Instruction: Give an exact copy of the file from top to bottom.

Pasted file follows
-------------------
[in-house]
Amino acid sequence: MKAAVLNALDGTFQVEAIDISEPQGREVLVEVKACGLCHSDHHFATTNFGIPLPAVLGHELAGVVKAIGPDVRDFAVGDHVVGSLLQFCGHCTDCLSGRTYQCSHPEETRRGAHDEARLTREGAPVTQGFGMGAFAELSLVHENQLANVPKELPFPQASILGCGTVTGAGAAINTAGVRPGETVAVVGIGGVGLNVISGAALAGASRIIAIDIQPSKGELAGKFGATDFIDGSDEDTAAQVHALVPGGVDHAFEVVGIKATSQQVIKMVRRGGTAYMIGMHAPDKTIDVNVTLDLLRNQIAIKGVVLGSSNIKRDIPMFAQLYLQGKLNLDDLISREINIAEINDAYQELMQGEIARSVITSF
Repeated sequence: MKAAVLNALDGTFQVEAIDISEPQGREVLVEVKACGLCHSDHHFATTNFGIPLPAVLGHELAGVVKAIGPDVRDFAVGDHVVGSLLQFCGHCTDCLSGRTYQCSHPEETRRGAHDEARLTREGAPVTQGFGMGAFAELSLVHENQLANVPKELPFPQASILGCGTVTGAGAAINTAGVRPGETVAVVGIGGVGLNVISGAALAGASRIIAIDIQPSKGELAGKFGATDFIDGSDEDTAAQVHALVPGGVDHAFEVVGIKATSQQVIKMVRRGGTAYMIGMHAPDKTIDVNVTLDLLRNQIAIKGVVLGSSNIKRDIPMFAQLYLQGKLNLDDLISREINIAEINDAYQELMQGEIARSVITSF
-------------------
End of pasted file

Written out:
[in-house]
Amino acid sequence: MKAAVLNALDGTFQVEAIDISEPQGREVLVEVKACGLCHSDHHFATTNFGIPLPAVLGHELAGVVKAIGPDVRDFAVGDHVVGSLLQFCGHCTDCLSGRTYQCSHPEETRRGAHDEARLTREGAPVTQGFGMGAFAELSLVHENQLANVPKELPFPQASILGCGTVTGAGAAINTAGVRPGETVAVVGIGGVGLNVISGAALAGASRIIAIDIQPSKGELAGKFGATDFIDGSDEDTAAQVHALVPGGVDHAFEVVGIKATSQQVIKMVRRGGTAYMIGMHAPDKTIDVNVTLDLLRNQIAIKGVVLGSSNIKRDIPMFAQLYLQGKLNLDDLISREINIAEINDAYQELMQGEIARSVITSF
Repeated sequence: MKAAVLNALDGTFQVEAIDISEPQGREVLVEVKACGLCHSDHHFATTNFGIPLPAVLGHELAGVVKAIGPDVRDFAVGDHVVGSLLQFCGHCTDCLSGRTYQCSHPEETRRGAHDEARLTREGAPVTQGFGMGAFAELSLVHENQLANVPKELPFPQASILGCGTVTGAGAAINTAGVRPGETVAVVGIGGVGLNVISGAALAGASRIIAIDIQPSKGELAGKFGATDFIDGSDEDTAAQVHALVPGGVDHAFEVVGIKATSQQVIKMVRRGGTAYMIGMHAPDKTIDVNVTLDLLRNQIAIKGVVLGSSNIKRDIPMFAQLYLQGKLNLDDLISREINIAEINDAYQELMQGEIARSVITSF